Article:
Updated with analyst interview and oil prices starting in 10th paragraph. NEW ORLEANS ( TheStreet) -- Superior Energy Services' ( SPN) $2.6 billion cash and stock offer to purchase Complete Production Services ( CPX) for a 60% premium killed the acquirer's stock on Monday as investors fretted over possible dilution and a hefty premium paid. Superior Energy shares closed down more than 13% at $3.78 with volume reaching 22.75 million, well beyond the issue's trailing three-month daily average of 1.04 million. But investors aren't making the correct call, says Trey Stolz, a managing director of research at Iberia Capital Partners. Stolz argues that a panicked market may be overlooking the fact that though the deal will double Superior's outstanding shares, it will also more than double Superior's earnings streams.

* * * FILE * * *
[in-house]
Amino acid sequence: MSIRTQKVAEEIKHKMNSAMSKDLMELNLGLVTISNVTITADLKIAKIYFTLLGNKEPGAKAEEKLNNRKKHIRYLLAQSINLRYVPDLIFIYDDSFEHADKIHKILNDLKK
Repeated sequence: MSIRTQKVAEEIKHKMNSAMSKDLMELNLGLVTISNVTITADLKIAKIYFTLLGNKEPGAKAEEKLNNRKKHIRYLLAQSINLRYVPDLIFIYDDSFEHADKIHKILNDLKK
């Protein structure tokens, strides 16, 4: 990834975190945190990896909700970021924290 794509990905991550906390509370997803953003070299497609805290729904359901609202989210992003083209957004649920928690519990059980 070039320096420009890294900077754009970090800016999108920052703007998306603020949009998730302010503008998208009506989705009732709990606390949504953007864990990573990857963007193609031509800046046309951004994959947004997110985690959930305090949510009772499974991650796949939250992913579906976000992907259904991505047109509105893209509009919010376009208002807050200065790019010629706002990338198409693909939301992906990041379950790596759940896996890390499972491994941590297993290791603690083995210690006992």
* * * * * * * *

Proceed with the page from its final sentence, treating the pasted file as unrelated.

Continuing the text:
"If you just add the net income of the two companies and just divide it from the new shares, its 17% accretive for Superior shareholders if you look at 2012 projections," said Stolz in a phone interview with TheStreet. On Monday the onshore and offshore oilfield service company agreed to buy Complete for roughly $2.6 billion, valuing the shale drilling rig and services provider at $32.90 a share and 60% premium to Complete's share prices prior to the announcement. Superior is offering a .945 portion of its own stock and $7.00 in cash for each Complete share, taking a 52% stake in the company. Superior will be issuing new shares for the stock piece of the deal, according to a press release. The math works out that Superior will be adding roughly 75 million shares to make the purchase, doubling its outstanding shares to roughly 154 million. When the markets opened Monday morning, the selloff of Superior's shares was a resounding negative opinion on the deal considering its potentially dilutive effects and price. Investors fleeing the deal may be overlooking some important facts, including the profit and revenue that Complete brings to the table. In the most recent quarter, Complete had revenue of $551.9 million and net income of $54.5 million, both larger than Superior's revenue of $510.8 million and earnings of $48.1 million. Potentially overdone concerns of dilution aside, 60% is a hefty premium, "I think anytime you see a transaction at a 61% type of premium there is going to be an initial reaction in the market like this," said Stolz. In the press release announcing the deal, Superior noted the $32.90 a share price tag is a 30% premium over the average price of Complete Production Services' shares in the last two months. What wasn't said is that Complete shares have fallen over 40% from their July highs.